The mechanism by which IRE1α promotes inflammatory signalling remains unresolved. The authors propose a simple model in which IRE1α stimulation leads to the formation of a complex between TRAF2 (a ubiquitin ligase enzyme that binds to IRE1α), NOD1 and NOD2 (Fig. 1). This then leads to RIP2 activation, presumably by promoting interactions between these proteins. Although this is consistent with the requirement for TRAF2, NODs and RIP2 for inflammatory responses, the question of how the NOD receptors would be activated in the absence of bacterium-derived ligands remains untested. Although NODs have long been known to have a role in peptidoglycan sensing, only more recently have data emerged showing that peptidoglycan can directly bind NOD proteins9. It is possible that the peptidoglycan-independent signalling triggered by ER stress activates NODs through a distinct biochemical mechanism. An intriguing alternative possibility is that host-derived ligands are generated in response to ER stress, and activate NOD receptors in the cytoplasm.
Despite these uncertainties, Keestra-Gounder and colleagues' work compels researchers in the field to expand their thinking about the role of NODs in innate immunity beyond simply the sensing of bacterial ligands. It has long been recognized that the immune response to pathogens in plants relies in part on the monitoring of several normal host-cell physiological processes, and that disruption of these processes by a pathogen triggers an immune response10. It is now becoming increasingly evident that mammalian innate immunity also uses this strategy to 'guard' multiple cellular nodes commonly perturbed by pathogens; these include translation11,12, membrane integrity13, mitochondrial function14, ER homeostasis3 and cytoskeletal integrity15. Strikingly, both the ER and cytoskeletal danger signals are relayed by the NODs in a ligand-independent manner, allowing NODs to participate in sensing a broad range of pathogens2,16.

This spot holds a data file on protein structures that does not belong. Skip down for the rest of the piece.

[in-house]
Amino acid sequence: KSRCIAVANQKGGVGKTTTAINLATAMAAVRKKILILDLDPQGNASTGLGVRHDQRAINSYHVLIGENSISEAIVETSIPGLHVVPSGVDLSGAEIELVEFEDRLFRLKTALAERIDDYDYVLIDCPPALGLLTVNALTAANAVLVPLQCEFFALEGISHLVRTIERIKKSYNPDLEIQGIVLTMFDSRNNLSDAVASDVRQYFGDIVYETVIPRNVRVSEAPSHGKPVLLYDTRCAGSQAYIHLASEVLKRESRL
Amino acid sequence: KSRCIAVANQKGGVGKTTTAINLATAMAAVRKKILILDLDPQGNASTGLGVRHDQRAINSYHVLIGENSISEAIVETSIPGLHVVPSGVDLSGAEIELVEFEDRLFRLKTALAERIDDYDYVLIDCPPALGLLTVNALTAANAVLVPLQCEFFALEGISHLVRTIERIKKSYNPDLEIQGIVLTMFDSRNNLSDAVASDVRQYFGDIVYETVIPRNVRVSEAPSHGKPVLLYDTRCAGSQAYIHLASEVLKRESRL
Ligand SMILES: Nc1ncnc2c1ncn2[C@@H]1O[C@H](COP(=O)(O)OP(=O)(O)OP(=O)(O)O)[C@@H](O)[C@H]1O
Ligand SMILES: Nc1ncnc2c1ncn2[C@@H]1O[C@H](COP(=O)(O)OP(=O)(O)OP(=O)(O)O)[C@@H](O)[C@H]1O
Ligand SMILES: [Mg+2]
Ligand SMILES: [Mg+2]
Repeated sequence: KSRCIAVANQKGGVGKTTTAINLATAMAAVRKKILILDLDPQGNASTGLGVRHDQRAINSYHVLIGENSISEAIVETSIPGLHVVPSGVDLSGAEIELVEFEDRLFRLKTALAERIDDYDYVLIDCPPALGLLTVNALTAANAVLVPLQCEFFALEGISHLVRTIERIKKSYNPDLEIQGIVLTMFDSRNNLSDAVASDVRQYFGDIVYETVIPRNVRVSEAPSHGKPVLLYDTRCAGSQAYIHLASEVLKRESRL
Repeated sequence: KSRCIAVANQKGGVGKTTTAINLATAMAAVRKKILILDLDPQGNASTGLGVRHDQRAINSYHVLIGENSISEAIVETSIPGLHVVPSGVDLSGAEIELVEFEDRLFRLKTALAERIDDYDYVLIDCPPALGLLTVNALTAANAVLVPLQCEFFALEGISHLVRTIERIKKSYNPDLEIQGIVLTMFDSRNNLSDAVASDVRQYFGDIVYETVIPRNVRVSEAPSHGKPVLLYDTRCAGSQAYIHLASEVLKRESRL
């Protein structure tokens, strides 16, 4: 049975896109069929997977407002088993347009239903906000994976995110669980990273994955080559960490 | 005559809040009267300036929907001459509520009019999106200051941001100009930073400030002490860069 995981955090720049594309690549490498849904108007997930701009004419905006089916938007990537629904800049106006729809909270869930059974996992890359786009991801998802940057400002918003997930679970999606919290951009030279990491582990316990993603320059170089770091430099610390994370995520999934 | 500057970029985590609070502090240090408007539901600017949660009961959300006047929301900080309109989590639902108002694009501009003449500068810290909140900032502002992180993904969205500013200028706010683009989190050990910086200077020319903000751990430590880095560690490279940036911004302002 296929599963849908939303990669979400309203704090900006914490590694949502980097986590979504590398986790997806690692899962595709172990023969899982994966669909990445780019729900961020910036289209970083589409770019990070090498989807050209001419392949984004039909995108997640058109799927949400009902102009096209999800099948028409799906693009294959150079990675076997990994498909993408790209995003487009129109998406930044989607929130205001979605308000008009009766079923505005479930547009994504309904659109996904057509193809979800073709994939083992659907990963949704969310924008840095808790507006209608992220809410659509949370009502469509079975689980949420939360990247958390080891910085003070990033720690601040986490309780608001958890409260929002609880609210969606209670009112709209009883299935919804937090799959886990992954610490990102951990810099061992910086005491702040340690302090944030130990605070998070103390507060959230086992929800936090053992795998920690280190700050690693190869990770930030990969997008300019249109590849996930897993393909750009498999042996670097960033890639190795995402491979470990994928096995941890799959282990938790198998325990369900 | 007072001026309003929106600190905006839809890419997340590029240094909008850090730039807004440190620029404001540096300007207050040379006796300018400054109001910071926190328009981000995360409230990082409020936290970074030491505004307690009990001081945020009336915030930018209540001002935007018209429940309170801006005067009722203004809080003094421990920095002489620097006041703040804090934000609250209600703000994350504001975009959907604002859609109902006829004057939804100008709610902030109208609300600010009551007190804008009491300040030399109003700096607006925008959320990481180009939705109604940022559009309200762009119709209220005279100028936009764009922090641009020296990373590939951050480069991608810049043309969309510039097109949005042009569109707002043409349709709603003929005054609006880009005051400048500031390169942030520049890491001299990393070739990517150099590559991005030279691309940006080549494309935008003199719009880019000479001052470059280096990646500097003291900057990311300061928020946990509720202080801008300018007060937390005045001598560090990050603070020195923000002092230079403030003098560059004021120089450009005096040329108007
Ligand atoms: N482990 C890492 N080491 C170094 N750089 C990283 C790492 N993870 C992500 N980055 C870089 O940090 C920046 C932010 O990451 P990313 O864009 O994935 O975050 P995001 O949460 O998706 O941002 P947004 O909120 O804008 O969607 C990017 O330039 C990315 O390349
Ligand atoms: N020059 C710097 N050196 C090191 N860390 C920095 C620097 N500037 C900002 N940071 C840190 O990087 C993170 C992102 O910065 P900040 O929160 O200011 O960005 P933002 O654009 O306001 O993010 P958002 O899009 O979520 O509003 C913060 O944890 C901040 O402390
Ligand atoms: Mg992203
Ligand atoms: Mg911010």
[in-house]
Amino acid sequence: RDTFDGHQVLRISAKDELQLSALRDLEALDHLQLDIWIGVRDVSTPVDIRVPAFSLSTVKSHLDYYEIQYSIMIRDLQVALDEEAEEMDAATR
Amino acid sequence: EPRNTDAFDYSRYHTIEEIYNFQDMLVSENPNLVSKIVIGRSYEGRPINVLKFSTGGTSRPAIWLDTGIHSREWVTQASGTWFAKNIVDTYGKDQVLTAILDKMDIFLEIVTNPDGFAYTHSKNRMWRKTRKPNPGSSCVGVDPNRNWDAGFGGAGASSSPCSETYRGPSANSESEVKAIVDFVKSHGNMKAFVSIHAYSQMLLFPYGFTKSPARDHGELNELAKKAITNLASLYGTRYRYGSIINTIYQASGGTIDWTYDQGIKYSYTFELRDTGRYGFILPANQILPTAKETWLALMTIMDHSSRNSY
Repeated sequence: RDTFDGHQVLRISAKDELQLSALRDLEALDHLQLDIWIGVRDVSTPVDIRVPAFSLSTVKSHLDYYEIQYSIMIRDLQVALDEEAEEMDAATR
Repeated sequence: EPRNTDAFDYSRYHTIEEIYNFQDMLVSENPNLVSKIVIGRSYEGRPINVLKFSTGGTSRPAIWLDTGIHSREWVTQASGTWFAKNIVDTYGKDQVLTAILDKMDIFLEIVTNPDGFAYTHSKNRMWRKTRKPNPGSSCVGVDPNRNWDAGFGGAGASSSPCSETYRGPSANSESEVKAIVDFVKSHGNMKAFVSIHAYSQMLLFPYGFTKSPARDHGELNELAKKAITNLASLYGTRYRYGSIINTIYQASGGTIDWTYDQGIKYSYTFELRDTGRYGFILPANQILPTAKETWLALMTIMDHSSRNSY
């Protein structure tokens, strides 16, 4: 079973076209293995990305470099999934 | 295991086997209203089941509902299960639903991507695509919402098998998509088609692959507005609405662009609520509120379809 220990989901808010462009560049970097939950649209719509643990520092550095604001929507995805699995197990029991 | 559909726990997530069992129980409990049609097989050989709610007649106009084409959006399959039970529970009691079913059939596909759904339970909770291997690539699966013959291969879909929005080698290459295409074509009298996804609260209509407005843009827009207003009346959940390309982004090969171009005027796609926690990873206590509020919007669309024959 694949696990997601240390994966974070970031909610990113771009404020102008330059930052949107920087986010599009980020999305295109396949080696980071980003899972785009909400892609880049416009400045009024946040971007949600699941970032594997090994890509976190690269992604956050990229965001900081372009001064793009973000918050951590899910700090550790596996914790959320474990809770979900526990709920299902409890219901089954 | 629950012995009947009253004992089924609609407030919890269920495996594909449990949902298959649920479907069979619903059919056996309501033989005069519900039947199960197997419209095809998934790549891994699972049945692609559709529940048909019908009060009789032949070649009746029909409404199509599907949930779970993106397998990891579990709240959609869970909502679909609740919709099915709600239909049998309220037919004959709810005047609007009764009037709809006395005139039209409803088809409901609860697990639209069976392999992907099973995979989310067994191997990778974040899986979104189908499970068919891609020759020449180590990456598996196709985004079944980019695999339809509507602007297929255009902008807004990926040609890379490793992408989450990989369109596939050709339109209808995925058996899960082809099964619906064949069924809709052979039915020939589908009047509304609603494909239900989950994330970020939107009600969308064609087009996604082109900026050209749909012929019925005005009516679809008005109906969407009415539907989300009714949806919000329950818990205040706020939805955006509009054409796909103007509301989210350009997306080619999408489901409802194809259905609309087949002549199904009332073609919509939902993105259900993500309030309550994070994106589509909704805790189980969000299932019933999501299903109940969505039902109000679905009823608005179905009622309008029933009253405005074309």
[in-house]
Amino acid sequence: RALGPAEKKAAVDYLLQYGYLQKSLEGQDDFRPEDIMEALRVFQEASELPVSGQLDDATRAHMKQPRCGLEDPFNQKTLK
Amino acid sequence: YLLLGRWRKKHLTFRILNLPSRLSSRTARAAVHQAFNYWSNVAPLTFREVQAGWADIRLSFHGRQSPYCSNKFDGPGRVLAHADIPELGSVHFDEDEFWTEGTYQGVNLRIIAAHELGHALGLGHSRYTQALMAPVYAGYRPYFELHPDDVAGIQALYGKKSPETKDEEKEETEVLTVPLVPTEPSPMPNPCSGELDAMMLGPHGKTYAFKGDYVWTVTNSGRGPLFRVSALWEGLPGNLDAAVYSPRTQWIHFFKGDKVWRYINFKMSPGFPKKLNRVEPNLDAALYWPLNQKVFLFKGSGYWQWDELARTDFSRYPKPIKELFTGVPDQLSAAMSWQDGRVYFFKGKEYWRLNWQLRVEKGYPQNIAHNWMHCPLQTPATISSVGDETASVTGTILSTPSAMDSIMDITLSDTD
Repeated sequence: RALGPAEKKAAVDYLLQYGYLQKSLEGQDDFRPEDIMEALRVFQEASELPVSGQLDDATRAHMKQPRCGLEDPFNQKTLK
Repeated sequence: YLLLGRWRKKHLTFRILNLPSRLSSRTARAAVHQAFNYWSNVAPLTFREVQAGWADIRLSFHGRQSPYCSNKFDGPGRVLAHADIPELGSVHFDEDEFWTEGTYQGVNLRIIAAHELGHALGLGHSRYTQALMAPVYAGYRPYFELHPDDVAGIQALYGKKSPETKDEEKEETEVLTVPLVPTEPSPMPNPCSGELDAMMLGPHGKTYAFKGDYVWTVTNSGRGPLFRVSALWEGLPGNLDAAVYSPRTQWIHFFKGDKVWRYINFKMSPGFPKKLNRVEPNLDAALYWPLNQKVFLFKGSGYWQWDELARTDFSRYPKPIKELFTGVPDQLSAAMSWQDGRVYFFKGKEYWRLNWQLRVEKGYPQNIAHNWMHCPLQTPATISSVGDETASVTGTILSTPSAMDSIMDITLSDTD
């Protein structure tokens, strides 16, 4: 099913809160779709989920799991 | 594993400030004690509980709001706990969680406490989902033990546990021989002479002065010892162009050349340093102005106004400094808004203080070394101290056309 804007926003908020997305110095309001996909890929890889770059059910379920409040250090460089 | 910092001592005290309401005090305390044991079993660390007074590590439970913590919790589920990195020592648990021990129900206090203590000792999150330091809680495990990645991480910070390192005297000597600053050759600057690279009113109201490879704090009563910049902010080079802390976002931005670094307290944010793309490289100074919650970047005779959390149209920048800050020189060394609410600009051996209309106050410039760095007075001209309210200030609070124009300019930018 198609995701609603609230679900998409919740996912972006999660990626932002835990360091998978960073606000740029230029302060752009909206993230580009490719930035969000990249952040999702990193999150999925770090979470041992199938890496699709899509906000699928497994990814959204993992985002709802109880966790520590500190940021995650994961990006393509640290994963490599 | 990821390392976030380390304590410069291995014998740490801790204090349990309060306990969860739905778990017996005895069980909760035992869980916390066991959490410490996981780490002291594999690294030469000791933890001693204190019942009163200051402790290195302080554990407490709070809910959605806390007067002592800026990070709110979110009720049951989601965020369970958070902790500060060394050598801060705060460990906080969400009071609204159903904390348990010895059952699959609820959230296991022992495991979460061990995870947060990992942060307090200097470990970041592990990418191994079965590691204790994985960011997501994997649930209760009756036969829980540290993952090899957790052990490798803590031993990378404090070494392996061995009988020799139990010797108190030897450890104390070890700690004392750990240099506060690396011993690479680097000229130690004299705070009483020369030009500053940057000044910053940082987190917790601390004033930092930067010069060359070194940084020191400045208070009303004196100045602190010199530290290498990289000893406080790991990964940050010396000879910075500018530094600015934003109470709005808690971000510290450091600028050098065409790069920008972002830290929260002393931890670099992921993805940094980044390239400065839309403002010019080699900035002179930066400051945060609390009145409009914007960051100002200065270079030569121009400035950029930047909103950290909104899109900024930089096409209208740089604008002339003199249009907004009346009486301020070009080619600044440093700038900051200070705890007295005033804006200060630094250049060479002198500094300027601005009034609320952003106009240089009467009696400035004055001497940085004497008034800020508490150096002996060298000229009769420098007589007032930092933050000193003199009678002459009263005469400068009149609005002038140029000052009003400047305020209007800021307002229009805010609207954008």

This ligand-independent NOD signalling also has potential implications for human health beyond the realm of infectious diseases. Several common chronic diseases, including type 2 diabetes and inflammatory bowel disease, are associated with ER stress and inflammation5, and might be therapeutically targeted through this newly identified ER–NOD pathway.Footnote 1
Kagan, J. C. & Barton, G. M. Cold Spring Harb. Perspect. Biol. 7, a016253 (2015).
Keestra-Gounder, A. M. et al. Nature 532, 394–397 (2016).
Janssens, S., Pulendran, B. & Lambrecht, B. N. Nature Immunol. 15, 910–919 (2014).
Walter, P. & Ron, D. Science 334, 1081–1086 (2011).
Garg, A. D. et al. Trends Mol. Med. 18, 589–598 (2012).
Cho, J. A. et al. Cell Host Microbe 13, 558–569 (2013).
Urano, F. et al. Science 287, 664–666 (2000).
de Jong, M. F. et al. mBio 4, e00418–12 (2013).
Grimes, C. L., Ariyananda, L. De Z., Melnyk, J. E. & O'Shea, E. K. J. Am. Chem. Soc. 134, 13535–13537 (2012).
Jones, J. D. G. & Dangl, J. L. Nature 444, 323–329 (2006).
Fontana, M. F. et al. PLoS Pathog. 7, e1001289 (2011).
Vance, R. E., Isberg, R. R. & Portnoy, D. A. Cell Host Microbe 6, 10–21 (2009).
Thurston, T. L. M., Wandel, M. P., von Muhlinen, N., Foeglein, A. & Randow, F. Nature 482, 414–418 (2012).
West, A. P. et al. Nature 520, 553–557 (2015).
Kustermans, G. et al. Biochem. Pharmacol. 76, 1214–1228 (2008).
Legrand-Poels, S. et al. J. Cell Sci. 120, 1299–1310 (2007).
Keestra, A. M. et al. Nature 496, 233–237 (2013).
Related links in Nature Research
About this article
Cite this article
Penn, B., Cox, J. Organelle stress triggers inflammation. Nature 532, 321–322 (2016). https://doi.org/10.1038/nature17882